Why Are All The Black Kids Sitting Together In The Cafeteria: And Other Conversations about Race by Beverly Daniel Tatum, was fully revised and updated in 2017. The Prologue alone was worth the price of this book, it was full of insights, history and facts that were pretty eye opening. The book had a lot of great information, it took me some time to get through but I'm glad I read it.
I bought Stamped From The Beginning by Ibram X. Kendi almost 3 years ago and read about half of it before I got distracted and began another book. Kendi's name popped up again (his latest book is How To Be An Antiracist) after the outrage that's ensuing over several recent unjustified lynchings of black people and I got a renewed interest to dive back into this book.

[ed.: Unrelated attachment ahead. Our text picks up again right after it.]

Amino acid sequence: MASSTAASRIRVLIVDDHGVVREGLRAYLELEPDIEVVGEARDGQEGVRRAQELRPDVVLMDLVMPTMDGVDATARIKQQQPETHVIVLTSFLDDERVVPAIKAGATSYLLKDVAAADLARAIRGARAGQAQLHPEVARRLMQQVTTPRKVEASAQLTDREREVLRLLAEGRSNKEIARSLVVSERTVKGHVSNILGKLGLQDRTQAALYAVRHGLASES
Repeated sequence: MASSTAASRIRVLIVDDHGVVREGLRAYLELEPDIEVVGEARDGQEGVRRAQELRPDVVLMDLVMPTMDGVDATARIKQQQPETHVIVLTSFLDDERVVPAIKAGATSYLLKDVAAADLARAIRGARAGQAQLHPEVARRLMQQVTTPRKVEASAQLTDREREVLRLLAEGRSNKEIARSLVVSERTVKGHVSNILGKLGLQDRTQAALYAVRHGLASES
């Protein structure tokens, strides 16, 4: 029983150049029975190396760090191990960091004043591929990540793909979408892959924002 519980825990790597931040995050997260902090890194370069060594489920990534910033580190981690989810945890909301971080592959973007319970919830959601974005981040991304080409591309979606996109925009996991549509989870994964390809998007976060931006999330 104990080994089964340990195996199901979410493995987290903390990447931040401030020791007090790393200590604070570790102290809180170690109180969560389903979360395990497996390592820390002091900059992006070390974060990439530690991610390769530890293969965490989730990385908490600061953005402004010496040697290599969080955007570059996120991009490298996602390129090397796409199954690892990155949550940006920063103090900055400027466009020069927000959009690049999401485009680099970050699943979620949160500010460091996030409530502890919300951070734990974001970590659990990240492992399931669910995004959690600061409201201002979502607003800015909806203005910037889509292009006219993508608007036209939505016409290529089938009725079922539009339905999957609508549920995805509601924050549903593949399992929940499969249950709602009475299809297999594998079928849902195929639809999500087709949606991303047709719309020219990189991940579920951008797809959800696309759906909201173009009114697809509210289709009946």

I'm glad I finished this. It's very well researched and a well written look at the construction of racism in America. There are many more practices and policies that have and continue to hinder actual racial progress than I ever knew. This was eye opening and a very thorough look into the history of racism and how things have progressed to the present. It's long and due to all the amazing research and effort Kendi put into this it was a little tough to get through, but in the end, worth it.
After I read Leadership in Turbulent Times I was interested in reading about some of U.S. history after Franklin Roosevelt, so picked up Two Americans: Truman, Eisenhower, and a Dangerous World by William Lee Miller.
This was well written and an interesting look at both the positive and the faults of two presidents, Harry Truman and Dwight Eisenhower. I appreciated how Miller dissected many events and aspects of these two men, provided various viewpoints and didn't just glorify each of them but dove into the negative and gave some counterarguments.